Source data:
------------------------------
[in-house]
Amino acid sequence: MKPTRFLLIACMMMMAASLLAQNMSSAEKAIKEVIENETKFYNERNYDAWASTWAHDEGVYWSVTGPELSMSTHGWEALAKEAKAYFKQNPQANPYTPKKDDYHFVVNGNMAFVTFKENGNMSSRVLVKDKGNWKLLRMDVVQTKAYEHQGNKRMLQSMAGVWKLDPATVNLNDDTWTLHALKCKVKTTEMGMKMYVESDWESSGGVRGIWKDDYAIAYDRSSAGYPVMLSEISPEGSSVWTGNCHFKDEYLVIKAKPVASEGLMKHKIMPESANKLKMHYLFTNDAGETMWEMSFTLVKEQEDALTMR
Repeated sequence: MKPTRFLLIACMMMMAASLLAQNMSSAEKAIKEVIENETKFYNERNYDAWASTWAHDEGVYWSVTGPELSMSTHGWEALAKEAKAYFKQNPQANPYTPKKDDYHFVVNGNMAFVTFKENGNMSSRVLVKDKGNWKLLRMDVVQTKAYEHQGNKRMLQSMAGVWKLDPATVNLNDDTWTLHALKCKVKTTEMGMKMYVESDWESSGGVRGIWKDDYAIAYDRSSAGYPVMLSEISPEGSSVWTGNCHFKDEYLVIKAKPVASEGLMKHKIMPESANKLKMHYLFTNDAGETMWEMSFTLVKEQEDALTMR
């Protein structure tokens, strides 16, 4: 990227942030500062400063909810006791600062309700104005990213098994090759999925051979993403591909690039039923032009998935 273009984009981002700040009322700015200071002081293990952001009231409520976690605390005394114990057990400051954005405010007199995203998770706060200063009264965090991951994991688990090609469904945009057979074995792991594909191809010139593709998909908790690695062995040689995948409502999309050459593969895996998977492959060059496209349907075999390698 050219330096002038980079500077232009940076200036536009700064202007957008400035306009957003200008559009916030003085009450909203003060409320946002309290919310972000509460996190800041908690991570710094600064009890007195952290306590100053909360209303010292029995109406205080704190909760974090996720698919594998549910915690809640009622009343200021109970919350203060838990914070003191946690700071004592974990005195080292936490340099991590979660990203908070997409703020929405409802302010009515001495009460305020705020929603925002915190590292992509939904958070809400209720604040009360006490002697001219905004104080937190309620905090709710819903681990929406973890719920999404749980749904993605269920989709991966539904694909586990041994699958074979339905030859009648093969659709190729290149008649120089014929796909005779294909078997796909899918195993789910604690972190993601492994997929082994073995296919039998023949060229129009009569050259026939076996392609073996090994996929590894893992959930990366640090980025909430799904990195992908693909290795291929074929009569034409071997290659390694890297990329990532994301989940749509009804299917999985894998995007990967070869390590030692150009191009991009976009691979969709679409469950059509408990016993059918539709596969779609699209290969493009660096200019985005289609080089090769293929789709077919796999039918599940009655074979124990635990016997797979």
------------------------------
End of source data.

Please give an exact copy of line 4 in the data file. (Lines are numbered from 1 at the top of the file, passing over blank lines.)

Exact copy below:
């Protein structure tokens, strides 16, 4: 990227942030500062400063909810006791600062309700104005990213098994090759999925051979993403591909690039039923032009998935 273009984009981002700040009322700015200071002081293990952001009231409520976690605390005394114990057990400051954005405010007199995203998770706060200063009264965090991951994991688990090609469904945009057979074995792991594909191809010139593709998909908790690695062995040689995948409502999309050459593969895996998977492959060059496209349907075999390698 050219330096002038980079500077232009940076200036536009700064202007957008400035306009957003200008559009916030003085009450909203003060409320946002309290919310972000509460996190800041908690991570710094600064009890007195952290306590100053909360209303010292029995109406205080704190909760974090996720698919594998549910915690809640009622009343200021109970919350203060838990914070003191946690700071004592974990005195080292936490340099991590979660990203908070997409703020929405409802302010009515001495009460305020705020929603925002915190590292992509939904958070809400209720604040009360006490002697001219905004104080937190309620905090709710819903681990929406973890719920999404749980749904993605269920989709991966539904694909586990041994699958074979339905030859009648093969659709190729290149008649120089014929796909005779294909078997796909899918195993789910604690972190993601492994997929082994073995296919039998023949060229129009009569050259026939076996392609073996090994996929590894893992959930990366640090980025909430799904990195992908693909290795291929074929009569034409071997290659390694890297990329990532994301989940749509009804299917999985894998995007990967070869390590030692150009191009991009976009691979969709679409469950059509408990016993059918539709596969779609699209290969493009660096200019985005289609080089090769293929789709077919796999039918599940009655074979124990635990016997797979």